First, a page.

a) PARP-1 inhibition was determined using HT Universal Colorimetric PARP Assay Kit (Cat #4677-096-k). *Docking score values of both possible NSC86342 cis diastereomers.

https://doi.org/10.1371/journal.pone.0170846.g008

thumbnail
Fig 9. Dose-response curves of the three most promising hits.

Each data point represents the mean ± SEM of at the least three independent experiments.

https://doi.org/10.1371/journal.pone.0170846.g009

Among the promising molecules, three of them exhibited one or more chiral centers. To determine which isomer was acquired from NCI, the NSC86342, NSC131753, and NSC121848 compounds were characterized by NMR. The 1H NMR and 13C NMR spectra showed that only an isomeric form was present for each sample (S1 File). Moreover, the NOESY spectrum allowed the characterization of the enantiomeric form obtained for NSC121848. The H9 proton observed in the NOESY spectrum was correlated with both methyl groups at N1, which indicates that the (R)-enantiomer was present (S2 File). Similarly, in the NOESY spectrum of NSC86342, a correlation between H10 and the methyl group at N1was observed. This demonstrates that these two groups have the same orientation, which reveals that NSC86342 is a cis diastereomer (S3 File). As can be observed, there was a huge structural variability between the most promising compounds, with NSC131753 showing the highest PARP-1 inhibitory activity (IC50 = 0.24 μM). Moreover, PARP-1 inhibition was well correlated with the XP docking scores of three among the top four most promising hits (Fig 8). Despite the fact that NSC86342 showed the lowest docking score, it displayed π-cation and π-π interactions with key tyrosine residues (Tyr235 and Tyr246), which have been described as being essential for the binding of PARP-1 inhibitors to the catalytic domain. Moreover, some poses revealed π-charge interactions with Glu102, Glu327, and Tyr228. Taken together, these findings may explain the stability of this compound at the binding site and its high PARP-1 inhibitory activity (Fig 8 and Fig 10A).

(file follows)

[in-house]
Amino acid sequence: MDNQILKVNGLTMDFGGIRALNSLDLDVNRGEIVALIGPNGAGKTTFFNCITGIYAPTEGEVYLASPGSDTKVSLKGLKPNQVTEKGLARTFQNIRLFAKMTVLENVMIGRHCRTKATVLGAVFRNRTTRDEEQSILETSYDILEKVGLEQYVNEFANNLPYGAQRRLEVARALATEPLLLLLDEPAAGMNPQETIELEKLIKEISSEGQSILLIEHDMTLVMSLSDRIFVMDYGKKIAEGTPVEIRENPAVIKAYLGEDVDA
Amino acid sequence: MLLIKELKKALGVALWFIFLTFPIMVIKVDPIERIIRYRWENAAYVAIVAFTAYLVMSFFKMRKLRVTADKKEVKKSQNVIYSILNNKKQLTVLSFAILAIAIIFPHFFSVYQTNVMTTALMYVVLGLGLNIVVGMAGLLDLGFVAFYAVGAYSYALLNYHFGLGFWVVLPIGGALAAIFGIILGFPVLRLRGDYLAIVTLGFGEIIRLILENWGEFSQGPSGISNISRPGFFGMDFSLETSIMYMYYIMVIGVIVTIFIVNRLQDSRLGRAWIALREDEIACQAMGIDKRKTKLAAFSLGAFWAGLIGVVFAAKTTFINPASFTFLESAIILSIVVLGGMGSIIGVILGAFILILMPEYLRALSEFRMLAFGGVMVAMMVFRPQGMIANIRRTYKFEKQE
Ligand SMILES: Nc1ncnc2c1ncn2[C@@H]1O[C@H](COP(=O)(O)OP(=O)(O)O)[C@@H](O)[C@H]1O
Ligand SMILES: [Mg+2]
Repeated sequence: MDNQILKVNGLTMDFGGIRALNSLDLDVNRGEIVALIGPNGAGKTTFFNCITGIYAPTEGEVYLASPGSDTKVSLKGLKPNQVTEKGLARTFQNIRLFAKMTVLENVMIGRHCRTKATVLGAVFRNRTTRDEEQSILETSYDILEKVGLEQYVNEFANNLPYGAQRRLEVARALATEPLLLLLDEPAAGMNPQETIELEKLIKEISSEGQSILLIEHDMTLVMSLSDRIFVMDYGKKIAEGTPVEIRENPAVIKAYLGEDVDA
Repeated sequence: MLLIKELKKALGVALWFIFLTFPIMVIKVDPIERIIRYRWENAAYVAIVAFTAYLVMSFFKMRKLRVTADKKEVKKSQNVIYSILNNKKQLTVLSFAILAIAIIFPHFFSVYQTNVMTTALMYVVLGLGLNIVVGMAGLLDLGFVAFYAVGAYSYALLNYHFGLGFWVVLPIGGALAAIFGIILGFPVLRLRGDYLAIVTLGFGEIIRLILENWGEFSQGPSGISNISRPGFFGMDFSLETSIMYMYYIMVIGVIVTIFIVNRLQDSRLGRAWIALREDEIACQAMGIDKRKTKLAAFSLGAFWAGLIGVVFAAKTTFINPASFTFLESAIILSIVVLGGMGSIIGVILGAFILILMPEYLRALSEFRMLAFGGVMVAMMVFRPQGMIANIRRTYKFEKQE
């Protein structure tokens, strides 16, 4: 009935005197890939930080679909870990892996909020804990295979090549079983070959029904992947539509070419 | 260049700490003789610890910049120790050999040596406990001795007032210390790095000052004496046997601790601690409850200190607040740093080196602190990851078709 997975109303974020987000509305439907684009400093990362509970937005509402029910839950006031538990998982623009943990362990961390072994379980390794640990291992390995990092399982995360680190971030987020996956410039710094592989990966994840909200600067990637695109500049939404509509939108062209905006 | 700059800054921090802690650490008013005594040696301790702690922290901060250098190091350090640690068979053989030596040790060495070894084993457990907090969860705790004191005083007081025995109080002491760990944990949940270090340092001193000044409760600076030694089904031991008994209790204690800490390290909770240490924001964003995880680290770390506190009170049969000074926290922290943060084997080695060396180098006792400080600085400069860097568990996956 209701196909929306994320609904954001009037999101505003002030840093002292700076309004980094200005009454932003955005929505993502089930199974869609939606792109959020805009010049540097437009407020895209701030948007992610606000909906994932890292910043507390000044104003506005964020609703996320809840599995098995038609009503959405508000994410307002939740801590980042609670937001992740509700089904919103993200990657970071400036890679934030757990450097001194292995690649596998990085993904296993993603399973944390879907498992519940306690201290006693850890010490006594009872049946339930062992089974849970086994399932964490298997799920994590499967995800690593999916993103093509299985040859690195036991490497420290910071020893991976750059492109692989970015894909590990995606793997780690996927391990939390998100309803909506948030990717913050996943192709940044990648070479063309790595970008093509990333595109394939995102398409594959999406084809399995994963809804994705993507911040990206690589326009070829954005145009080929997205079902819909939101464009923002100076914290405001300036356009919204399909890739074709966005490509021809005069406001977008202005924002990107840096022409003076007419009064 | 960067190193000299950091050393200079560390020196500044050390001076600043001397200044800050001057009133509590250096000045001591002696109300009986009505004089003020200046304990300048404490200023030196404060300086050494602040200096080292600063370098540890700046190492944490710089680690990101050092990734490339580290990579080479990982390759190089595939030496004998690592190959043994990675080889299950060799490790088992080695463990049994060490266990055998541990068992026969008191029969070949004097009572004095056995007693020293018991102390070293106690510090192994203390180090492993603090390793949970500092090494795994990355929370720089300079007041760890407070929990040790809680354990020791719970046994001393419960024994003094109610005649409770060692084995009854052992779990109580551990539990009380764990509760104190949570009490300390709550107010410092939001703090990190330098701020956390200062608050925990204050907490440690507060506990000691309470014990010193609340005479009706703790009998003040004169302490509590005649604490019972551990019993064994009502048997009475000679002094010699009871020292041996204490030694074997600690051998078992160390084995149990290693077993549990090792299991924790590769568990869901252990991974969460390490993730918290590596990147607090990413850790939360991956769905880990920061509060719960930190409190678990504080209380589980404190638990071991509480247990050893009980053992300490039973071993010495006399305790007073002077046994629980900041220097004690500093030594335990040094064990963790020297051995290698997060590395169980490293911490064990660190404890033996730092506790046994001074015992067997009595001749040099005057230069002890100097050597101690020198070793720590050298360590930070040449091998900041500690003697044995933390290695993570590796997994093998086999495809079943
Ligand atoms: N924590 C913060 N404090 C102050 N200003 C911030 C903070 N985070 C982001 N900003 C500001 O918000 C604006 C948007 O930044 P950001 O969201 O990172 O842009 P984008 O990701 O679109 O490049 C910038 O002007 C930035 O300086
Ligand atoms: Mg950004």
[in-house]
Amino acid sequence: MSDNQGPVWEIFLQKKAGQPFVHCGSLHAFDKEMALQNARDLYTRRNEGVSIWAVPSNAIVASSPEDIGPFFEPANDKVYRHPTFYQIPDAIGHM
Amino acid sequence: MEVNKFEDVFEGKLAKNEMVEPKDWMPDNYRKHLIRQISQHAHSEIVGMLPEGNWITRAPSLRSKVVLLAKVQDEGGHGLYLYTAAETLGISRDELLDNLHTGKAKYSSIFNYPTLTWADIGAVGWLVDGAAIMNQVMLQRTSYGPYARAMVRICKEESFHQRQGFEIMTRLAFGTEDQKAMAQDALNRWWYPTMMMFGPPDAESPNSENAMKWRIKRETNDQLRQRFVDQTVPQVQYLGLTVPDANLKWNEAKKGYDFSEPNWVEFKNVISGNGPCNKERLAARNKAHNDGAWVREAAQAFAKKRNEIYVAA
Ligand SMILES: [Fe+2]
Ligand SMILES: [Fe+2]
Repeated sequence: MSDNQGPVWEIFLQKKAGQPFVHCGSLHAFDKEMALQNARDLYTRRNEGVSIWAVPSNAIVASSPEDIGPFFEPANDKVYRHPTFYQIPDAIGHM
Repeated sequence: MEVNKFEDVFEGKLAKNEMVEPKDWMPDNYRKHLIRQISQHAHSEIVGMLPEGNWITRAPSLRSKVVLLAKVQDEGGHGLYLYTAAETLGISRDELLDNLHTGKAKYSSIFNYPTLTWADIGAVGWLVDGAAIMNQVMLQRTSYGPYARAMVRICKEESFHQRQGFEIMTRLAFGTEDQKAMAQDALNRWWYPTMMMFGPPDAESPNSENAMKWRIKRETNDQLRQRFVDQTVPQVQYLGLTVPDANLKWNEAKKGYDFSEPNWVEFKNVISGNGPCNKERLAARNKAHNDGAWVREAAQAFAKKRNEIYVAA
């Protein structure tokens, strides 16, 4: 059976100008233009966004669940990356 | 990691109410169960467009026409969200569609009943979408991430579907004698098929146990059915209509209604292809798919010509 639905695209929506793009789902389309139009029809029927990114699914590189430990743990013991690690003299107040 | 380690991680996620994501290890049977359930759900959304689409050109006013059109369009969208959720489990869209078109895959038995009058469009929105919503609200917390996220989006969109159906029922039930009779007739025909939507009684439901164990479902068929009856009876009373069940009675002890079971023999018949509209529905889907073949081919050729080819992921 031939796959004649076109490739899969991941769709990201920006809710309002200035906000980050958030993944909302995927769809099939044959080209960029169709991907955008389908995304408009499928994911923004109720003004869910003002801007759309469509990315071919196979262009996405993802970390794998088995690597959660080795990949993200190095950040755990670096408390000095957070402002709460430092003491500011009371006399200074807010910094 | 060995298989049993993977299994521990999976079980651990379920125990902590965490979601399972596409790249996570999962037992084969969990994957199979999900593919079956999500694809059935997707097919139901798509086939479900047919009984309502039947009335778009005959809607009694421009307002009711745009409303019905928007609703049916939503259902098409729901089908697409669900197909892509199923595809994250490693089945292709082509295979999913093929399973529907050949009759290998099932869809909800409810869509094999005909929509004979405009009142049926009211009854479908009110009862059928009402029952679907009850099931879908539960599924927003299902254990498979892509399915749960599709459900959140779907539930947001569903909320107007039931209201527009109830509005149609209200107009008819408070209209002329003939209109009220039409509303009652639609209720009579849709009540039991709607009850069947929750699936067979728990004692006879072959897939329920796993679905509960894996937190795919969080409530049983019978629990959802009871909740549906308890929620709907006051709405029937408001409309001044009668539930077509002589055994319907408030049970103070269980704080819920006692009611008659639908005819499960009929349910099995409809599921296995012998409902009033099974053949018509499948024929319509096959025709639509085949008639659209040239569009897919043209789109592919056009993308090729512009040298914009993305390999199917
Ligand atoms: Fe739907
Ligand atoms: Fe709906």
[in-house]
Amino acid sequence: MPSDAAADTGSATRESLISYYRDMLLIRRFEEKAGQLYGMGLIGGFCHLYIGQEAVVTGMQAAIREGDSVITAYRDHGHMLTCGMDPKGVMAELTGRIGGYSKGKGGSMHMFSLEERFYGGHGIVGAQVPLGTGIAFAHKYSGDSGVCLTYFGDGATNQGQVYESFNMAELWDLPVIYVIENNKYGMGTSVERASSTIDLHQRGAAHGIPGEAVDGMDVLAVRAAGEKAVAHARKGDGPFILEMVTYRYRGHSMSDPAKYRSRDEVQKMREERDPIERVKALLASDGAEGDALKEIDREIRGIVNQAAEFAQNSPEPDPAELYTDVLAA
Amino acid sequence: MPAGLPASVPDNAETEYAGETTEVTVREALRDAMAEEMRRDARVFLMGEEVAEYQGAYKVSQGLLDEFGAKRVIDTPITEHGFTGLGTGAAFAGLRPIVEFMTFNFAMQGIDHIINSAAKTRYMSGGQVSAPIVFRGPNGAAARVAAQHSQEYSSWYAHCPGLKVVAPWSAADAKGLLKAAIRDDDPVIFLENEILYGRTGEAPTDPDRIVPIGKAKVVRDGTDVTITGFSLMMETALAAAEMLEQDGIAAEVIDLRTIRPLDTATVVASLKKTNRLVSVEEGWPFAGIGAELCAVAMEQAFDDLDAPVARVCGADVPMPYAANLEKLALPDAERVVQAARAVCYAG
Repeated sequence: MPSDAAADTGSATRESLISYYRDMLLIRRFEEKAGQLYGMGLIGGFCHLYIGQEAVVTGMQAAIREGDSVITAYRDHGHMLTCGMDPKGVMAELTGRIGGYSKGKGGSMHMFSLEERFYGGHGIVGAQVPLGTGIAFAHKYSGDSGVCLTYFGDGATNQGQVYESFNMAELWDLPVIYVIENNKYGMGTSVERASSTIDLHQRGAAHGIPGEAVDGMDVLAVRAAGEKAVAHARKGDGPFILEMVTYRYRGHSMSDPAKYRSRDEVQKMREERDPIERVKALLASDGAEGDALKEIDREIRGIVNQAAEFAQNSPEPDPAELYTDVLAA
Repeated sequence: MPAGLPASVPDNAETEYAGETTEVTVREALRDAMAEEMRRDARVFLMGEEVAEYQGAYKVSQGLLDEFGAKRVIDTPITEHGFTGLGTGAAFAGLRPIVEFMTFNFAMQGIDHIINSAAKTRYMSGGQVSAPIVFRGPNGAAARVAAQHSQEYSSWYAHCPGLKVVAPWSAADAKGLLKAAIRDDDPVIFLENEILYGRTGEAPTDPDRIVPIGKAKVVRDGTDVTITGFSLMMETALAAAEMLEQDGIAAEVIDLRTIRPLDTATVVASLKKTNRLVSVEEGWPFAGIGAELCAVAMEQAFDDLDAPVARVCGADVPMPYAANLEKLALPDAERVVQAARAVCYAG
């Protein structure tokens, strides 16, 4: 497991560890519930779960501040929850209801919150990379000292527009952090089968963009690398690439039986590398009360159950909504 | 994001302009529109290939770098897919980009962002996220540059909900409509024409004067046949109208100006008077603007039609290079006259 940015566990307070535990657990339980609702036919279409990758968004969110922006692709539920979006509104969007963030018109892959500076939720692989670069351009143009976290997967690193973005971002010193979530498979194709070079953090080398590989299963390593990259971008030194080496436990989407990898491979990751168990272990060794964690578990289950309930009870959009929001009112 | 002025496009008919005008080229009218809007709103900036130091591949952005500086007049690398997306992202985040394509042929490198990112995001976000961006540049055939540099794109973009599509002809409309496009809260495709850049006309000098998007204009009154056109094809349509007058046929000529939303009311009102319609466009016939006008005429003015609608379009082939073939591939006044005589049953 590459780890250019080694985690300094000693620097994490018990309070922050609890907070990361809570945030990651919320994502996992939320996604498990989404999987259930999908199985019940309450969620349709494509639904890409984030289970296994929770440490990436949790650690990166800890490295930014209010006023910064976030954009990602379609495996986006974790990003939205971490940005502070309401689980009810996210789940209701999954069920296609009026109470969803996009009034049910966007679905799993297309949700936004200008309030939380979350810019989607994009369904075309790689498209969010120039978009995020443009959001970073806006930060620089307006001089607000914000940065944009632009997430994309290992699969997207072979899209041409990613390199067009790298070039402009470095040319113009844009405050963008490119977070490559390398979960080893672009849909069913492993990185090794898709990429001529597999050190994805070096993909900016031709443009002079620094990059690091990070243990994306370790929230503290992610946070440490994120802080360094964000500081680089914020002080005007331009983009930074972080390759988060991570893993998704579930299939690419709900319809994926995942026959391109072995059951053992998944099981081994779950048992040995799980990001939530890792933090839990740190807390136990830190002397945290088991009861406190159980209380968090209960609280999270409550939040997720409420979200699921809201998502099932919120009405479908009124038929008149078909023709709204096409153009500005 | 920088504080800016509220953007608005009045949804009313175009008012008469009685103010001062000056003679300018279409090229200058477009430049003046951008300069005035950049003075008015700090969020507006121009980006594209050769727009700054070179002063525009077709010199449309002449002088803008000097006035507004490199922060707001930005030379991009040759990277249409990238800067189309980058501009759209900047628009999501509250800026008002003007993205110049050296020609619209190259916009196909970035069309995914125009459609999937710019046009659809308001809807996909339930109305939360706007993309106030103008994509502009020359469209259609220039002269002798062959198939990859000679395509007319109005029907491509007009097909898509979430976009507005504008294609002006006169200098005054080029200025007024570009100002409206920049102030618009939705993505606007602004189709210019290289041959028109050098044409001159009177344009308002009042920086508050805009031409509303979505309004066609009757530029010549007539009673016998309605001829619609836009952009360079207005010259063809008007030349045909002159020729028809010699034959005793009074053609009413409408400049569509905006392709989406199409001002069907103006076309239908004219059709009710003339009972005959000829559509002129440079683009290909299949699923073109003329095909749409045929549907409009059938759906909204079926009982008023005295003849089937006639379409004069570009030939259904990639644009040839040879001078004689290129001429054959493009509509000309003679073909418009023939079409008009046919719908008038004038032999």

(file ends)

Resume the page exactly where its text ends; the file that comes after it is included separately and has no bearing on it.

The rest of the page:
thumbnail
Fig 10. The binding mode of the most promising PARP-1 inhibitors at the PARP-1 catalytic domain.

The molecular interactions of the top scored poses were displayed. A) NSC86342. B) NSC121848. C) (R)-NSC131753. D) (S)-NSC131753.

https://doi.org/10.1371/journal.pone.0170846.g010

As expected, all promising hits were involved in interactions with conserved binding residues, such as Gly202, Tyr246, or even Tyr235. The presence of donor-acceptor aromatic systems appeared to be essential for PARP-1 inhibition, which is in line with the hydrophilic environment that surrounded the NAD+ binding pocket, with a remarkable presence of aromatic residues (S1 Fig). Consequently, it is easy to understand why the best PARP-1 inhibition activities were displayed by molecules with an aromatic polycyclic skeleton with several HBAs or HBDs, such as NSC131753 and NSC121848 (Fig 10B). The latter established hydrogen bonds with a vast number of residues, such as Phe236, Gly227, and Glu327, in addition to the π-cation and π-π interactions with the key Tyr235 and Tyr246 residues. Although the NMR analysis did not determine which NSC131753 enantiomer was evaluated, both (R) and (S) enantiomeric forms may be involved in different types of interactions with the catalytic domain, in spite of the differences in docking scores. Hydrogen bond interactions involving Gly233 and Phe236 were stablished with the (R)-enantiomer (Fig 10C), while Gly227 and Met229 were implicated in this type of interactions with the (S)-enantiomer (Fig 10D). Moreover, Glu327 played an important role in the interaction profile of both enantiomeric forms, by establishing π-cation interactions with (R)-NSC131753 and H-bond with (S)-NSC131753. Further insights into the binding mode of the two enantiomeric forms will be discussed in the description of the NSC131753 MD simulations analysis.